|« Prev||Chapter IX. A Continuation of the Preceding…||Next »|
A CONTINUATION OF THE PRECEDING DISCOURSE. HOW EVERY ONE, WHILE BOUND TO LOVE, IS NOT BOUND TO PRACTISE, ALL THE EVANGELICAL COUNSELS, AND YET HOW EVERY ONE SHOULD PRACTISE WHAT HE IS ABLE.
Although all the Evangelical Counsels cannot and should not be practised by every Christian in particular, yet every one is obliged to love them all, because they are all very good. If you have a sick headache, and the smell of musk annoys you, will you therefore deny that this smell is good and delightsome? If a robe of gold does not suit you, will you say that therefore it is worth nothing? Or will you throw a ring into the dirt because it fits not your finger? Praise therefore, Theotimus, and dearly love, all the counsels that God has given unto men.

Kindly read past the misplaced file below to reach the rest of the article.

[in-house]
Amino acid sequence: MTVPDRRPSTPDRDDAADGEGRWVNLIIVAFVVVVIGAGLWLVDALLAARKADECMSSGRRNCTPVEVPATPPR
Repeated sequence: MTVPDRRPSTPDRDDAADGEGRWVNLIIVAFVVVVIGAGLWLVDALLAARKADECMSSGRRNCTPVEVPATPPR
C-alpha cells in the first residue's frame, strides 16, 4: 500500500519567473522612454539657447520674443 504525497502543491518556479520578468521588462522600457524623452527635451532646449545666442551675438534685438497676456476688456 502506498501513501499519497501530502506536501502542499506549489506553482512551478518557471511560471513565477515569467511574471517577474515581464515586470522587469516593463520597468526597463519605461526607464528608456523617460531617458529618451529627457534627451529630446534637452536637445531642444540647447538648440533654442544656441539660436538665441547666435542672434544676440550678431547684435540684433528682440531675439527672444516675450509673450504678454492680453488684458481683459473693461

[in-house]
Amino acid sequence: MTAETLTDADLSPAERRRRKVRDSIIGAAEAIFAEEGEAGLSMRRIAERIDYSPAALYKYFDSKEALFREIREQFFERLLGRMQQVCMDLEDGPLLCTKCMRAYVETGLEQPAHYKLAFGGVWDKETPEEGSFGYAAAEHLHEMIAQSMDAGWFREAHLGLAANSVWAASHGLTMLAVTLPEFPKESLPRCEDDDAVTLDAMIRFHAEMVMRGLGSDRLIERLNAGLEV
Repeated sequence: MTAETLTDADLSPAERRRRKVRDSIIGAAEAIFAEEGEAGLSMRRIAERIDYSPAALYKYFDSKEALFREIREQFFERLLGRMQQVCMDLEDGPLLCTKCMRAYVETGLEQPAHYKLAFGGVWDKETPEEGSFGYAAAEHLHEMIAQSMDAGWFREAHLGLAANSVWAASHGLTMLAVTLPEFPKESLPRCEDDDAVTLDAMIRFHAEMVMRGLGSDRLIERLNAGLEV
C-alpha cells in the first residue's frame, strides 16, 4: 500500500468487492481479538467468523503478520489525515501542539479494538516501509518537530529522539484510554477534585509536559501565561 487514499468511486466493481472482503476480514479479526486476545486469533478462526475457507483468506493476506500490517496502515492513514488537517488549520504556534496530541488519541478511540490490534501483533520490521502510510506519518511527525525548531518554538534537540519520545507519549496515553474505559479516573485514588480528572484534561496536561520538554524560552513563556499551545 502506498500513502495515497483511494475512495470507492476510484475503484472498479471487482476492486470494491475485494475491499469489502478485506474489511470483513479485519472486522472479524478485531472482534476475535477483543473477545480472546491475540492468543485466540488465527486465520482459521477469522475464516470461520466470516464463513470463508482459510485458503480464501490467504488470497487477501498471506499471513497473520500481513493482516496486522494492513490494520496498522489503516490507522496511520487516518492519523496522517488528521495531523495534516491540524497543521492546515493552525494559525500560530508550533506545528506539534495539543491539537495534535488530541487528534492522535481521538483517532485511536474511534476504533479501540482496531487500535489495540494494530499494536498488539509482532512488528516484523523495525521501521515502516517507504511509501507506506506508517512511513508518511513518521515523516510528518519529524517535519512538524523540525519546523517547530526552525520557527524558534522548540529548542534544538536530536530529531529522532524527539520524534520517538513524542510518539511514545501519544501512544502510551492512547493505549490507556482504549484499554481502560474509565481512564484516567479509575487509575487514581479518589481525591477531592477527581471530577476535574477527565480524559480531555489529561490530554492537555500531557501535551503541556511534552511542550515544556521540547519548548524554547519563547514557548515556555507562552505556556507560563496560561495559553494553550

Oh! blessed be the Angel of Great Counsel for ever, together with all the counsels he gives and exhortations he makes to men! Ointment and perfumes rejoice the heart, says Solomon, and the good counsels of a friend are sweet to the soul!386386Prov. xxvii. 9. But of what friend, and of what counsels, do we speak? O God! it is of the friend of friends; and his counsels are more delightful than honey: our friend is our Saviour, his counsels are to save us. Let us rejoice, Theotimus, when we see others undertake to follow those counsels, which we either cannot or must not observe; let us pray for them, bless, favour and assist them: for charity obliges us not only to love what is good for ourselves, but that also which is good for our neighbour.